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What's wrong with this rose bush? A lesson in irrigation

Check drip system is working when plant shows sign of dehydration

This poor Oklahoma hybrid tea rose bush needs some water, and stat!

This poor Oklahoma hybrid tea rose bush needs some water, and stat! Photo courtesy reader Brent T.

Brent T. of Folsom had a not-so-rosy dilemma. In late summer, a once-healthy Oklahoma hybrid tea rose bush had turned brown and crispy. Another Oklahoma rose planted across his backyard was doing perfectly fine.

Brent sent a photo for diagnosis. His rose issues stemmed from what could not be seen – and serves as a reminder: Don’t assume a plant is getting enough water just because it’s on drip irrigation. Emitters can become clogged or fail. Roots can interrupt drip lines. (So can critters!)

When a rose or other plant shows signs of dehydration and distress, check the soil. If it’s dry and cracked on top, it definitely has irrigation issues. If you can’t plunge a 6-inch screwdriver into the dirt, it’s time to deep water.

“Give this poor bush some water quick!” I advised Brent after seeing the bush’s photo. “It's sunburned and badly dehydrated. It may also be suffering from foliage burn (which is different from sunburn).

“It also looks like it's infested with spider mites, another sign of dry and dusty conditions.”

Brent confirmed that the bush was on drip irrigation and that likely was the root of the problem.

But how do you return the plant to health?

Start by washing the bush off with a hose; spray it all over to clean off the dust and knock off the little webs of the spider mites.

Then, give the bush a deep and thorough soaking. Saturate its bed, then let the water soak into the ground.

Next, cover the ground with wood chips, bark, dried leaves or other organic mulch (not rocks). That will help keep the soil and roots cooler while retaining moisture.

Sunburn usually happens when bushes are exposed to too much blasting heat – that’s common in Sacramento and especially affects plants growing near concrete driveway, walls or sidewalks. That hardscape reflects more heat. A sunburned bush will shed damaged leaves and recover, as long as it has enough water.

Foliage burn happens when time-release or other fertilizer is introduced to the soil and there's not enough water for the roots to process it. The plant pulls moisture out of its foliage and sends it to the roots so it can pick up those nutrients. But in the process, the foliage looks burned – it's crispy and brown. If you use time-release fertilizer, soil needs to stay evenly moist. (Mulch helps with that, too.) Always deep water BEFORE adding fertilizer and feeding plants.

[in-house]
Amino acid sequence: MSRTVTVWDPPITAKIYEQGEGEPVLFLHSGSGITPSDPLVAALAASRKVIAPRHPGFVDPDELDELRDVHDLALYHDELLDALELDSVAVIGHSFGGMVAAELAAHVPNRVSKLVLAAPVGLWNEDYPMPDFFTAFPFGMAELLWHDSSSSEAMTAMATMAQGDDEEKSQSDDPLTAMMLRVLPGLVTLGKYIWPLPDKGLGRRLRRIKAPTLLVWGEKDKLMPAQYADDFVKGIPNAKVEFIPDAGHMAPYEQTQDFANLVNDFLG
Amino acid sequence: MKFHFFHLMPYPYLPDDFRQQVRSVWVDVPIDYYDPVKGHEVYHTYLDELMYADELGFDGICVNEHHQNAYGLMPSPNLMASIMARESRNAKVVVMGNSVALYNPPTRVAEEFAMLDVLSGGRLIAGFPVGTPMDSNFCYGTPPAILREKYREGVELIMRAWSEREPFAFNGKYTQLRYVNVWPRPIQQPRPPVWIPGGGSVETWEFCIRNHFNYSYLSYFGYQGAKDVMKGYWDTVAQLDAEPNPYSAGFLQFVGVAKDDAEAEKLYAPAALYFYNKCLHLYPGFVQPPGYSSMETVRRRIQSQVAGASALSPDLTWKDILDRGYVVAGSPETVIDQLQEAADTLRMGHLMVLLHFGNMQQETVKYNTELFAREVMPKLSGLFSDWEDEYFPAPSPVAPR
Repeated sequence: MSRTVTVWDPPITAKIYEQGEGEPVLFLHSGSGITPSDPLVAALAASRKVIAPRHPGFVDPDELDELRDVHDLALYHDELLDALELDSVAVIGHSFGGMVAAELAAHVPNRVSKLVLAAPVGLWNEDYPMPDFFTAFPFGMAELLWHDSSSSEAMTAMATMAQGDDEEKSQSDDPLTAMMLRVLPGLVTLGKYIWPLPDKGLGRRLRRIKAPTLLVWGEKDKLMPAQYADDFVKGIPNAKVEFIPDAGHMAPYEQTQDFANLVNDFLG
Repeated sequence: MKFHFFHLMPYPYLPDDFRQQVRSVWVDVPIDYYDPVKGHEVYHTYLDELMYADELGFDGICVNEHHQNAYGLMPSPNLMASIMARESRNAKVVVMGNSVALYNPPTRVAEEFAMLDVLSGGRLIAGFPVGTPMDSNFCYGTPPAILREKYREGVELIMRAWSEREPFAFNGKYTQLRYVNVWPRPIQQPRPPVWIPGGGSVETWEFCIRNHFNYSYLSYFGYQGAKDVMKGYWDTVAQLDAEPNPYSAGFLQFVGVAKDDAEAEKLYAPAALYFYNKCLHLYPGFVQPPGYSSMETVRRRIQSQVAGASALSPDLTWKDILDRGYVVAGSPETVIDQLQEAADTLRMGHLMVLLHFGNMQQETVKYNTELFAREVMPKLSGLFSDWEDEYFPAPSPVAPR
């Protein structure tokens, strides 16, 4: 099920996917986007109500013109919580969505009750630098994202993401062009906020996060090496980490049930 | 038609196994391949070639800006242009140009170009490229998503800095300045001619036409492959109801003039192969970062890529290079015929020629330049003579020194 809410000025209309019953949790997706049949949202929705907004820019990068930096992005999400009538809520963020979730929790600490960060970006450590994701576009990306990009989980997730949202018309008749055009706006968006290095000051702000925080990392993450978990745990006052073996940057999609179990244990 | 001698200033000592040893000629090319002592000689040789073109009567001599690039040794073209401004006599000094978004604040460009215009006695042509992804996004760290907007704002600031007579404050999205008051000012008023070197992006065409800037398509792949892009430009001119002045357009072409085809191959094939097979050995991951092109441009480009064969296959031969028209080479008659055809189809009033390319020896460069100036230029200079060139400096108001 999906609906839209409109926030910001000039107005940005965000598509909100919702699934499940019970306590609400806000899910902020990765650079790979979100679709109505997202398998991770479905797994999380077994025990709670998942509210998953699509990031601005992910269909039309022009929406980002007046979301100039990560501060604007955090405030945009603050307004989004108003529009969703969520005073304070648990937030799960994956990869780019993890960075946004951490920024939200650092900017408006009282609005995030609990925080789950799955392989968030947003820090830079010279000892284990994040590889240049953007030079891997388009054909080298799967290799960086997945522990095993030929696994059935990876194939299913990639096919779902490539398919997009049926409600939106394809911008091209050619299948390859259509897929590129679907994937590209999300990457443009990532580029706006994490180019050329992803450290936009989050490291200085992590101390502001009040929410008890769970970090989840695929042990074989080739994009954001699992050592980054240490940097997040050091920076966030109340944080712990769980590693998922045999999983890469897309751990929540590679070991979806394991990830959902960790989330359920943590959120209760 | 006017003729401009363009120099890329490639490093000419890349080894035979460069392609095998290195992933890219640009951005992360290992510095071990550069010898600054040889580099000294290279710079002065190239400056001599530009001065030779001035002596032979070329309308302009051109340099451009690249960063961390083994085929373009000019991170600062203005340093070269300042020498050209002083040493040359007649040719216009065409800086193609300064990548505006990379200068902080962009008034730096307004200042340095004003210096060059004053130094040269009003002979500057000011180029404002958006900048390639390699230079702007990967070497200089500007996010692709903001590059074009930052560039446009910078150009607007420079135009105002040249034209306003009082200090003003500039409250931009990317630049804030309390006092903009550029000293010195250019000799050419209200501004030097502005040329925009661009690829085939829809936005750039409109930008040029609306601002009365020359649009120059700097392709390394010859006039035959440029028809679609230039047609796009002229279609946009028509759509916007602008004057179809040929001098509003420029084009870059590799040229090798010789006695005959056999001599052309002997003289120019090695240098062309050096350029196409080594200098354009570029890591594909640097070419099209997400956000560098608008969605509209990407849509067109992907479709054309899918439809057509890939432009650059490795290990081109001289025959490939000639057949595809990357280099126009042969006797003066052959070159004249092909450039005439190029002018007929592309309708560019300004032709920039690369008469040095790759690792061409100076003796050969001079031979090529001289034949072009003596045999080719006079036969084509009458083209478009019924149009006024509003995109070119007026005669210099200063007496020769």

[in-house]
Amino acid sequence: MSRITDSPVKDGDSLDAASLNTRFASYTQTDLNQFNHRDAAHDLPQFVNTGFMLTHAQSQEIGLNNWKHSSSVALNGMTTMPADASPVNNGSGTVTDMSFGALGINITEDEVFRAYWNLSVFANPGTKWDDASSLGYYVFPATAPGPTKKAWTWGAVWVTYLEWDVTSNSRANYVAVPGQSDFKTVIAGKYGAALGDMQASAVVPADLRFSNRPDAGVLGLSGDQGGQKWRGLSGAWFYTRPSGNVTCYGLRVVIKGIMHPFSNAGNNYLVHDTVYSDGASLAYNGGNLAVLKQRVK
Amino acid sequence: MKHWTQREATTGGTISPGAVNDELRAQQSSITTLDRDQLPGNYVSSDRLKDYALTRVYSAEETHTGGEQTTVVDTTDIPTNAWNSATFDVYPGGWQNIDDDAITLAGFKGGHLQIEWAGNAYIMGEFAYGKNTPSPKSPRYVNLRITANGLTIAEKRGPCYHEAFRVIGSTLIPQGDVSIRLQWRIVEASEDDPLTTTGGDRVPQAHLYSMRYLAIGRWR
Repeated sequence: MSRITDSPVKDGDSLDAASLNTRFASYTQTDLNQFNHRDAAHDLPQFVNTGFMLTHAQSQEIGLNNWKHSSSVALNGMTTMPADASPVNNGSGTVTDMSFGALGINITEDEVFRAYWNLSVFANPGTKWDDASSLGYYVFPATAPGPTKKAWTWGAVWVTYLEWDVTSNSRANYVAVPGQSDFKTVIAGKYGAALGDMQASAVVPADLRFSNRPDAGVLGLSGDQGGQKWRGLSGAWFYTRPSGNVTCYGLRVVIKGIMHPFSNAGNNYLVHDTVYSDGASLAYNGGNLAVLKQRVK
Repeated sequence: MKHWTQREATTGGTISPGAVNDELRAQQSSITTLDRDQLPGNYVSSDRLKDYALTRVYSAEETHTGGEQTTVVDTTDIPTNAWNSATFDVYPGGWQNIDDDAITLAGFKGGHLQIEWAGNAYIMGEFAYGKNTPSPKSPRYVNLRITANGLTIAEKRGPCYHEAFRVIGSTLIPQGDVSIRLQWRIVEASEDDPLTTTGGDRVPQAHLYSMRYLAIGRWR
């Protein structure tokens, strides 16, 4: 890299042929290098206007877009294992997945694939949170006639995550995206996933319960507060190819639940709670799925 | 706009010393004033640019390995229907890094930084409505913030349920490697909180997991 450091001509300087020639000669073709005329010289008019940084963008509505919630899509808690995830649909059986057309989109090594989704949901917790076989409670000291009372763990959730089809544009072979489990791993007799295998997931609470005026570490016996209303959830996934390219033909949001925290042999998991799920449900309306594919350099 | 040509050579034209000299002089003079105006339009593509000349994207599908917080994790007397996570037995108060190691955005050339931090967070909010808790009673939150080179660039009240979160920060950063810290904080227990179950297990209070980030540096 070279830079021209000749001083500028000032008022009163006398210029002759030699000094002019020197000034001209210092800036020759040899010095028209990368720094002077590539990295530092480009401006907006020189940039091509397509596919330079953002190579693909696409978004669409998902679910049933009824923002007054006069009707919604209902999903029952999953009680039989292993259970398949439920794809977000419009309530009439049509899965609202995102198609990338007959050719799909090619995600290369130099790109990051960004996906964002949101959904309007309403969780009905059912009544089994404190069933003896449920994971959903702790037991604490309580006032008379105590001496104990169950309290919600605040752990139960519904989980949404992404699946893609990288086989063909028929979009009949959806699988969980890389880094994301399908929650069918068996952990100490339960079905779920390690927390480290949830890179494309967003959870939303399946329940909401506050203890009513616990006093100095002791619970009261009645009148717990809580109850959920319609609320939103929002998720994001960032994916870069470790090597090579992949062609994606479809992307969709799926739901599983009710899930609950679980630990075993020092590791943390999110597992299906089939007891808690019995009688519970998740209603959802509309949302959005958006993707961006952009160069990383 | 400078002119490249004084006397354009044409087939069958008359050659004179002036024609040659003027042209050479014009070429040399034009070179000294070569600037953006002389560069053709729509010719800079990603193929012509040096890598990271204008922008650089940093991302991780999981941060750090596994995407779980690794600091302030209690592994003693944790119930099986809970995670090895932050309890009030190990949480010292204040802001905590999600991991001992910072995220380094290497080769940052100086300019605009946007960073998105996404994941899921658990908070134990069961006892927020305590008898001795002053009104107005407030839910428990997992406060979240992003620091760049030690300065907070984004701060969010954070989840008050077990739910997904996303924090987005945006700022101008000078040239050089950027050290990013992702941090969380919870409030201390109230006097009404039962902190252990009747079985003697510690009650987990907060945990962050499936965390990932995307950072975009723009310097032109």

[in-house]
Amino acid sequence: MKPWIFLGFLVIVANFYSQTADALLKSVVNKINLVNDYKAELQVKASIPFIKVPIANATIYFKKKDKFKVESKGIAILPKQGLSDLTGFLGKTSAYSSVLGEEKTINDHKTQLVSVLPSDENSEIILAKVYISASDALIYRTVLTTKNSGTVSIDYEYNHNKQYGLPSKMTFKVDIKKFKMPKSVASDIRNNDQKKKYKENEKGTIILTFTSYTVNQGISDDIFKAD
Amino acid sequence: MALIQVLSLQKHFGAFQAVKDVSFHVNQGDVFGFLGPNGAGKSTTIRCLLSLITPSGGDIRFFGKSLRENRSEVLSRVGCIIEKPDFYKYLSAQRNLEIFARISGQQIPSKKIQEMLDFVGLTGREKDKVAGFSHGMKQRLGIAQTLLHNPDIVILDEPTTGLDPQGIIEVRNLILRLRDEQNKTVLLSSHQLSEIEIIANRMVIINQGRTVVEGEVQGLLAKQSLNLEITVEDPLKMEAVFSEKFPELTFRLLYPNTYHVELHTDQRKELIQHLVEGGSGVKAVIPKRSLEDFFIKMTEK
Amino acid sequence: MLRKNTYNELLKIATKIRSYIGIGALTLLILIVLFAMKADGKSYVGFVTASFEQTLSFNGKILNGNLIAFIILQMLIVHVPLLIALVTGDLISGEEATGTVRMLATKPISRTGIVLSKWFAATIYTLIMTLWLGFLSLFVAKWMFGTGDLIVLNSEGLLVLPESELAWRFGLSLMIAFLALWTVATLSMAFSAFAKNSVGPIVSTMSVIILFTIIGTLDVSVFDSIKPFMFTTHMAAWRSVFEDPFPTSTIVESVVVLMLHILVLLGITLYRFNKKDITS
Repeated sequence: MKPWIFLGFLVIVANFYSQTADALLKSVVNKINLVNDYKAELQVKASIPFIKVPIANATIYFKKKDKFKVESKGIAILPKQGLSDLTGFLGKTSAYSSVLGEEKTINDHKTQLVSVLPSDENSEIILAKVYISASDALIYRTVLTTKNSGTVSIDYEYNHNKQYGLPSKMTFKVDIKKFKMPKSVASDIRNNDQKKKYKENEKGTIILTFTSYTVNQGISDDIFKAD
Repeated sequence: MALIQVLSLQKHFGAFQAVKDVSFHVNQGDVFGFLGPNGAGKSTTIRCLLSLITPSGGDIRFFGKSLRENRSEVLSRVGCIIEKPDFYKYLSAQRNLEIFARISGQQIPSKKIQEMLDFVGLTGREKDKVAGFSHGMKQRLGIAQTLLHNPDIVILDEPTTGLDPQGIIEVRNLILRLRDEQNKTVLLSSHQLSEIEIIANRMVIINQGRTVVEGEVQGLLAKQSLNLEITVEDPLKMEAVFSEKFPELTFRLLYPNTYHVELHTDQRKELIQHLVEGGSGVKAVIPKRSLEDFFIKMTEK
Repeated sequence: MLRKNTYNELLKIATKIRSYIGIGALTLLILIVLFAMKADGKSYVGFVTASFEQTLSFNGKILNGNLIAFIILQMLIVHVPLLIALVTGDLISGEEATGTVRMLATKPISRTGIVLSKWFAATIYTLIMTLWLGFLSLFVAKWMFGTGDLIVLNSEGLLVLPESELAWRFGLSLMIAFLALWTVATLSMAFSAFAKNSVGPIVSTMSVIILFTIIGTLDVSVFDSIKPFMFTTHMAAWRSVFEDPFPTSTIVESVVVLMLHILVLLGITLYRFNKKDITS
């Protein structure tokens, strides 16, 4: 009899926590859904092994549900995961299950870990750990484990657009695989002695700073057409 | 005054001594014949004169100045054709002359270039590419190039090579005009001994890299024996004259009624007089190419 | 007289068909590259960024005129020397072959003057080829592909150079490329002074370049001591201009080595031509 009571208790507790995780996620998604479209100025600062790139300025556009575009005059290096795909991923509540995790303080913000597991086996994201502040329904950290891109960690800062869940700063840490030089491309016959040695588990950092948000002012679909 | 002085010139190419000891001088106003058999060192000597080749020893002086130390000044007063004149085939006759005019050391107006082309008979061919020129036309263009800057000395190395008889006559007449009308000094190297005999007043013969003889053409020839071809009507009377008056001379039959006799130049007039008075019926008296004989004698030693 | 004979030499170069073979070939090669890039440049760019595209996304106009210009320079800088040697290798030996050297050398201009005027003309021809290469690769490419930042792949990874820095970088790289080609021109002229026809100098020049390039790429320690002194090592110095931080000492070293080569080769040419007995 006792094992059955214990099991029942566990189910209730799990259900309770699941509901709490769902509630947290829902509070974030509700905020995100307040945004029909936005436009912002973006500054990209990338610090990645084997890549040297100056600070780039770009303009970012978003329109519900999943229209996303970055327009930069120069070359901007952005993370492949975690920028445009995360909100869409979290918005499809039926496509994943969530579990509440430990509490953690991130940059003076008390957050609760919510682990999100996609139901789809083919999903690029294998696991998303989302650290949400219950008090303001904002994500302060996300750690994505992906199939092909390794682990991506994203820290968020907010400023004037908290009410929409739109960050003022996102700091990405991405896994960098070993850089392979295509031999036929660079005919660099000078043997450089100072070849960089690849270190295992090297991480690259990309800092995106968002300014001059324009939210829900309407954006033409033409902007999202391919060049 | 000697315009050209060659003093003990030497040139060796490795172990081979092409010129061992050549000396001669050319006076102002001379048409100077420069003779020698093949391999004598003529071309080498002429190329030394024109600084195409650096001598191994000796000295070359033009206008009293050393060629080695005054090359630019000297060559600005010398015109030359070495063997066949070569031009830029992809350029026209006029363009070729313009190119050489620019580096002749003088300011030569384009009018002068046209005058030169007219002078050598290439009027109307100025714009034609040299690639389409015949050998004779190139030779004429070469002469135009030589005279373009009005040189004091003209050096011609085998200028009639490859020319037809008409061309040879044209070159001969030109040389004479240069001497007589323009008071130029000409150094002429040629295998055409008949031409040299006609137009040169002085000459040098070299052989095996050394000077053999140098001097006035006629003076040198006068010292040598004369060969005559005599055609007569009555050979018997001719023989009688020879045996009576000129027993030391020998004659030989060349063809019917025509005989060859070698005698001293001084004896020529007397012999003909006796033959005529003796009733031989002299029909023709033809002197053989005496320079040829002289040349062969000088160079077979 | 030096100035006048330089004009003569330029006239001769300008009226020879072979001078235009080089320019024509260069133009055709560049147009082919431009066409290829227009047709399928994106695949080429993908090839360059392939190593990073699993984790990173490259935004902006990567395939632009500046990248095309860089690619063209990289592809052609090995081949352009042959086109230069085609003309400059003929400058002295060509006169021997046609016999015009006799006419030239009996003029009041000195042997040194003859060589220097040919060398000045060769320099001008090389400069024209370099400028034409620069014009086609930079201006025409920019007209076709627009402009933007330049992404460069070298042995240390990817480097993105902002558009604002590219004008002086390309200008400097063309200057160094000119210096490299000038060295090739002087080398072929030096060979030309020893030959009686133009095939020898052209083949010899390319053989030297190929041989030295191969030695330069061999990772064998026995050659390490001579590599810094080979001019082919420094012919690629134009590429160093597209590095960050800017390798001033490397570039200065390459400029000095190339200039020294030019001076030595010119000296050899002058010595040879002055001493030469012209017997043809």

With a little TLC, water and mulch, Brent’s Oklahoma should be good as new.

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Garden Checklist for week of May 19

Temperatures will be a bit higher than normal in the afternoons this week. Take care of chores early in the day – then enjoy the afternoon. It’s time to smell the roses.

* Plant, plant, plant! It’s prime planting season in the Sacramento area. If you haven’t already, it’s time to set out those tomato transplants along with peppers and eggplants. Pinch off any flowers on new transplants to make them concentrate on establishing roots instead of setting premature fruit.

* Direct-seed melons, cucumbers, summer squash, corn, radishes, pumpkins and annual herbs such as basil.

* Harvest cabbage, lettuce, peas and green onions.

* In the flower garden, direct-seed sunflowers, cosmos, salvia, zinnias, marigolds, celosia and asters.

* Plant dahlia tubers. Other perennials to set out include verbena, coreopsis, coneflower and astilbe.

* Transplant petunias, marigolds and perennial flowers such as astilbe, columbine, coneflowers, coreopsis, dahlias, rudbeckia and verbena.

* Keep an eye out for slugs, snails, earwigs and aphids that want to dine on tender new growth.

* Feed summer bloomers with a balanced fertilizer.

* For continued bloom, cut off spent flowers on roses as well as other flowering plants.

* Don’t forget to water. Seedlings need moisture. Deep watering will help build strong roots and healthy plants.

* Add mulch to the garden to help keep that precious water from evaporating. Mulch also cuts down on weeds. But don’t let it mound around the stems or trunks of trees or shrubs. Leave about a 6-inch to 1-foot circle to avoid crown rot or other problems.

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